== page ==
How do you unlock a range in Google Sheets?

Why is Google spreadsheet security important? Whether the changes are on purpose or accidental, the best way to prevent them is to implement hard controls in the spreadsheet that l

How do you unlock a range in Google Sheets?

Why is Google spreadsheet security important? Whether the changes are on purpose or accidental, the best way to prevent them is to implement hard controls in the spreadsheet that leaves your data locked to changes.

In this tutorial, you'll learn how to lock cells in Google Sheets. You'll also learn sheet protection to ensure that critical data is never removed from your spreadsheets. Let's jump in.

Why Protect Your Sheets?

If you want to control who canaccessthe spreadsheet, you need to think about Google spreadsheet permissions. For Sheets, that means that you can control who has a link to view or edit the workbook.

But you can also protect the Sheets and workbooks to control the changes that can be made to the spreadsheet. That's the focus of this tutorial, and here are some reasons why you might want to do that instead of just preventing access to the spreadsheet altogether:

  • Many spreadsheets are structured with "input" cells where you set key variables, and other calculation cells that are based on those inputs. In those cases, keeping the inputs protected makes sense.
  • If you're going to share your spreadsheet with a large audience, it helps if you can "user-proof" the Sheet by locking key cells and ensuring that they aren't accidentally modified.
  • In general, spreadsheets often contain important calculations that you'll want to ensure are protected from unwanted edits and preserve the integrity of the calculations.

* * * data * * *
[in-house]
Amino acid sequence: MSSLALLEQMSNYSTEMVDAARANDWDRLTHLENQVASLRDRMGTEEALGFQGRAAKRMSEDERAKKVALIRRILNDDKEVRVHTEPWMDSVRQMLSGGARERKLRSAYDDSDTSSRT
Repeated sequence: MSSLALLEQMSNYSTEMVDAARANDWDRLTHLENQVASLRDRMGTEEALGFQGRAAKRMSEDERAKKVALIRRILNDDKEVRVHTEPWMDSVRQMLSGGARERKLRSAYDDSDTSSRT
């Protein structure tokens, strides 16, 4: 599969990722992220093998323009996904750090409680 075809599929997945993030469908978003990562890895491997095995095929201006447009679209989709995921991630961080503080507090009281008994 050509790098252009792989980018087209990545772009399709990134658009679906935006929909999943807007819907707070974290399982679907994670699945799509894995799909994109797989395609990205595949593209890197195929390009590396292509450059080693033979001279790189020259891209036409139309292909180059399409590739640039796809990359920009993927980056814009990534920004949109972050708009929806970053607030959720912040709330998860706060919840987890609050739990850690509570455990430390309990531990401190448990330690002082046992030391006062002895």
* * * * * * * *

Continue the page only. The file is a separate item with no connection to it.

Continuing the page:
Any of these are reason enough to learn Sheets cell protections. Let's see how those features work.

How to Protect Google Sheets (Watch & Learn)

Let's walk through the key techniques to protect cells in a Google spreadsheet in this screencast. You'll see me apply some of the protection tools to ensure that no unintended changes are made to your spreadsheets.

In this tutorial, you're going to see that there are really two unique approaches to adding spreadsheet protections:

  • You can protectcertaincells and ranges,which is useful when you want to let the user make changes to most of the spreadsheet but lock in certain cells.
  • You can protect the entirespreadsheet,with the option to setspecific cells that you will let the user edit.

Read on for a guide (including screenshots) to applying all of these techniques and more.

How to Lock Cells in Google Sheets

Sometimes, it's only a certain set of cells that you want to lock up in a spreadsheet. In those cases, here's how to lock (specific) cells in Google Sheets.

First up, start off by highlighting a cell or range of cells that you want to protect. Then, go to theData > Protected sheets and rangesmenu to start protecting these cells. See the example below for the menu option.

Use theData > Protected sheets and rangesmenu option to start protecting specific cells in a Google Sheet.

I always recommend giving this protected range a name in the sidebar. For my example, I'll simply refer to it asTax Rate.Then, click onSet permissionsas you can see below.

The sidebar allows you to set a name for this range to help remind you of what cells you're protecting.

Now, choose the options you want to apply on the next menu I show below. I'll set it to"Restrict who can edit this range", and leave it set to"Only you"for this initial example.

Choose who can edit the protected range by choosing "Restrict who can edit this range..."

Another option is to change the dropdown option toCustomto add more collaborators who can edit this data. Most will be locked out of editing the cells, but anyone you specify can edit the selected range.

Add specific users that can edit your protected ranges to allow collaborators to update the spreadsheet.

One of the advantages of Sheets is the ability toallowsomecells to be modified by users that you invite to collaborate. Applying these settings ensures that trusted collaborators can apply updates to the spreadsheet.